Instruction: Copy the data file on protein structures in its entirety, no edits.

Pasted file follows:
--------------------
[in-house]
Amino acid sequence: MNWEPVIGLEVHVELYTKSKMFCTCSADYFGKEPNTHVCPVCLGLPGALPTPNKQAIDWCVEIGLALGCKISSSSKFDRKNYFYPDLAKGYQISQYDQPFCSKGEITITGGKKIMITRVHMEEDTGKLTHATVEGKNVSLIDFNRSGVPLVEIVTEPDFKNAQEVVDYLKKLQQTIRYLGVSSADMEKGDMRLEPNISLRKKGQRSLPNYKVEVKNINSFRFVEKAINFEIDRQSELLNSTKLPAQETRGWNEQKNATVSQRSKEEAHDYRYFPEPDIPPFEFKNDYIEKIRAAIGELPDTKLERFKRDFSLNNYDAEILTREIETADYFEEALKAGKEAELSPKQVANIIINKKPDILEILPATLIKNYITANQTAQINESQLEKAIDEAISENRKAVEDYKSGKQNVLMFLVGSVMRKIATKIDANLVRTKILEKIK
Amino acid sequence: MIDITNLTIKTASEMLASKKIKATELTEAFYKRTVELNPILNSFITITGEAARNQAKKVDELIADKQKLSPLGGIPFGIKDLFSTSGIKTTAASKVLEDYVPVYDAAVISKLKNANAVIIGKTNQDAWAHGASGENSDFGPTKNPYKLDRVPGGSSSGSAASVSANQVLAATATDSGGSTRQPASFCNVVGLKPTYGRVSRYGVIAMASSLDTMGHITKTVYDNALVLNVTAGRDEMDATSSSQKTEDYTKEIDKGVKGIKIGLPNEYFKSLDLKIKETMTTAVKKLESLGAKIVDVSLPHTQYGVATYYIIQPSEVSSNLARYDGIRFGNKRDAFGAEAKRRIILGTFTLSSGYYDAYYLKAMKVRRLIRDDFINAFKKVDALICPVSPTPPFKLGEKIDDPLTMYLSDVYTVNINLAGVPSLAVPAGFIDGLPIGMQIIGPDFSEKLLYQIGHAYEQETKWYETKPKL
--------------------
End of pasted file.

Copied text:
[in-house]
Amino acid sequence: MNWEPVIGLEVHVELYTKSKMFCTCSADYFGKEPNTHVCPVCLGLPGALPTPNKQAIDWCVEIGLALGCKISSSSKFDRKNYFYPDLAKGYQISQYDQPFCSKGEITITGGKKIMITRVHMEEDTGKLTHATVEGKNVSLIDFNRSGVPLVEIVTEPDFKNAQEVVDYLKKLQQTIRYLGVSSADMEKGDMRLEPNISLRKKGQRSLPNYKVEVKNINSFRFVEKAINFEIDRQSELLNSTKLPAQETRGWNEQKNATVSQRSKEEAHDYRYFPEPDIPPFEFKNDYIEKIRAAIGELPDTKLERFKRDFSLNNYDAEILTREIETADYFEEALKAGKEAELSPKQVANIIINKKPDILEILPATLIKNYITANQTAQINESQLEKAIDEAISENRKAVEDYKSGKQNVLMFLVGSVMRKIATKIDANLVRTKILEKIK
Amino acid sequence: MIDITNLTIKTASEMLASKKIKATELTEAFYKRTVELNPILNSFITITGEAARNQAKKVDELIADKQKLSPLGGIPFGIKDLFSTSGIKTTAASKVLEDYVPVYDAAVISKLKNANAVIIGKTNQDAWAHGASGENSDFGPTKNPYKLDRVPGGSSSGSAASVSANQVLAATATDSGGSTRQPASFCNVVGLKPTYGRVSRYGVIAMASSLDTMGHITKTVYDNALVLNVTAGRDEMDATSSSQKTEDYTKEIDKGVKGIKIGLPNEYFKSLDLKIKETMTTAVKKLESLGAKIVDVSLPHTQYGVATYYIIQPSEVSSNLARYDGIRFGNKRDAFGAEAKRRIILGTFTLSSGYYDAYYLKAMKVRRLIRDDFINAFKKVDALICPVSPTPPFKLGEKIDDPLTMYLSDVYTVNINLAGVPSLAVPAGFIDGLPIGMQIIGPDFSEKLLYQIGHAYEQETKWYETKPKL